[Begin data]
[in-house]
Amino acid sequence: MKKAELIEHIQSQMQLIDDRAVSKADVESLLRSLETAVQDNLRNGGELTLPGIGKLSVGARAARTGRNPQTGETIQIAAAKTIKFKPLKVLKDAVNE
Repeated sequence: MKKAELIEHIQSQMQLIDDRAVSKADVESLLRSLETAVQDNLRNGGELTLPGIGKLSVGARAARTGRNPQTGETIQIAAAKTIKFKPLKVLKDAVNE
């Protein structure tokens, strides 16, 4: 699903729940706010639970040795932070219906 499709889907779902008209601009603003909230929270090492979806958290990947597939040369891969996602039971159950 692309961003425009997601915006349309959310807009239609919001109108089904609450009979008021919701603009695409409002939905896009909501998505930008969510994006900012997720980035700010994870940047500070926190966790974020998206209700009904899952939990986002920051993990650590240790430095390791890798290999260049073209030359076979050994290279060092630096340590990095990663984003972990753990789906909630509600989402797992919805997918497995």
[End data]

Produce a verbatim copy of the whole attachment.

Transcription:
[in-house]
Amino acid sequence: MKKAELIEHIQSQMQLIDDRAVSKADVESLLRSLETAVQDNLRNGGELTLPGIGKLSVGARAARTGRNPQTGETIQIAAAKTIKFKPLKVLKDAVNE
Repeated sequence: MKKAELIEHIQSQMQLIDDRAVSKADVESLLRSLETAVQDNLRNGGELTLPGIGKLSVGARAARTGRNPQTGETIQIAAAKTIKFKPLKVLKDAVNE
């Protein structure tokens, strides 16, 4: 699903729940706010639970040795932070219906 499709889907779902008209601009603003909230929270090492979806958290990947597939040369891969996602039971159950 692309961003425009997601915006349309959310807009239609919001109108089904609450009979008021919701603009695409409002939905896009909501998505930008969510994006900012997720980035700010994870940047500070926190966790974020998206209700009904899952939990986002920051993990650590240790430095390791890798290999260049073209030359076979050994290279060092630096340590990095990663984003972990753990789906909630509600989402797992919805997918497995």